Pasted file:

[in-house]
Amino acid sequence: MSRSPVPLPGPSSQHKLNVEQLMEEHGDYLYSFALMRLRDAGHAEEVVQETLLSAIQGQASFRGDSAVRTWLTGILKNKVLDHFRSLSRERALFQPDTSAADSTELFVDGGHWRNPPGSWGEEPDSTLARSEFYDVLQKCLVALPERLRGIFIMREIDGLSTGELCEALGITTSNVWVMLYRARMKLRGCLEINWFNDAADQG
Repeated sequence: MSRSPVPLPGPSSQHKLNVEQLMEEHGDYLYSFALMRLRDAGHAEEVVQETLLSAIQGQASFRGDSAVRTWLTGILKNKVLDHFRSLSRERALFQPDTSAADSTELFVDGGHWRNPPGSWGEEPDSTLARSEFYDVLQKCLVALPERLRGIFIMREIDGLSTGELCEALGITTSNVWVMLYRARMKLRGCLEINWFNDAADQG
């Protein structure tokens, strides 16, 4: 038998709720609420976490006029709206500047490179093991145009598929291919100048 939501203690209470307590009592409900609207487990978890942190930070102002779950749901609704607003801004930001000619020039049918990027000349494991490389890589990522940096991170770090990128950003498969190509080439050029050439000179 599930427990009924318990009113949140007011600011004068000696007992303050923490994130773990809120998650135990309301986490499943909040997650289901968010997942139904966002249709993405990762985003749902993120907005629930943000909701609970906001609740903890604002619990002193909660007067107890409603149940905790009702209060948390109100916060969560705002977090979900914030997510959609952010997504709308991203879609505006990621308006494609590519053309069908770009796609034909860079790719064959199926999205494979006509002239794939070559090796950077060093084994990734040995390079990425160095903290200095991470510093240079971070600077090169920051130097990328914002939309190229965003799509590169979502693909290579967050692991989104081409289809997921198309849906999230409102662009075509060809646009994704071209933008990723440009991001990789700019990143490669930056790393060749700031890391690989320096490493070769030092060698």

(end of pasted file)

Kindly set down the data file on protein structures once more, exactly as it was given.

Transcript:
[in-house]
Amino acid sequence: MSRSPVPLPGPSSQHKLNVEQLMEEHGDYLYSFALMRLRDAGHAEEVVQETLLSAIQGQASFRGDSAVRTWLTGILKNKVLDHFRSLSRERALFQPDTSAADSTELFVDGGHWRNPPGSWGEEPDSTLARSEFYDVLQKCLVALPERLRGIFIMREIDGLSTGELCEALGITTSNVWVMLYRARMKLRGCLEINWFNDAADQG
Repeated sequence: MSRSPVPLPGPSSQHKLNVEQLMEEHGDYLYSFALMRLRDAGHAEEVVQETLLSAIQGQASFRGDSAVRTWLTGILKNKVLDHFRSLSRERALFQPDTSAADSTELFVDGGHWRNPPGSWGEEPDSTLARSEFYDVLQKCLVALPERLRGIFIMREIDGLSTGELCEALGITTSNVWVMLYRARMKLRGCLEINWFNDAADQG
């Protein structure tokens, strides 16, 4: 038998709720609420976490006029709206500047490179093991145009598929291919100048 939501203690209470307590009592409900609207487990978890942190930070102002779950749901609704607003801004930001000619020039049918990027000349494991490389890589990522940096991170770090990128950003498969190509080439050029050439000179 599930427990009924318990009113949140007011600011004068000696007992303050923490994130773990809120998650135990309301986490499943909040997650289901968010997942139904966002249709993405990762985003749902993120907005629930943000909701609970906001609740903890604002619990002193909660007067107890409603149940905790009702209060948390109100916060969560705002977090979900914030997510959609952010997504709308991203879609505006990621308006494609590519053309069908770009796609034909860079790719064959199926999205494979006509002239794939070559090796950077060093084994990734040995390079990425160095903290200095991470510093240079971070600077090169920051130097990328914002939309190229965003799509590169979502693909290579967050692991989104081409289809997921198309849906999230409102662009075509060809646009994704071209933008990723440009991001990789700019990143490669930056790393060749700031890391690989320096490493070769030092060698």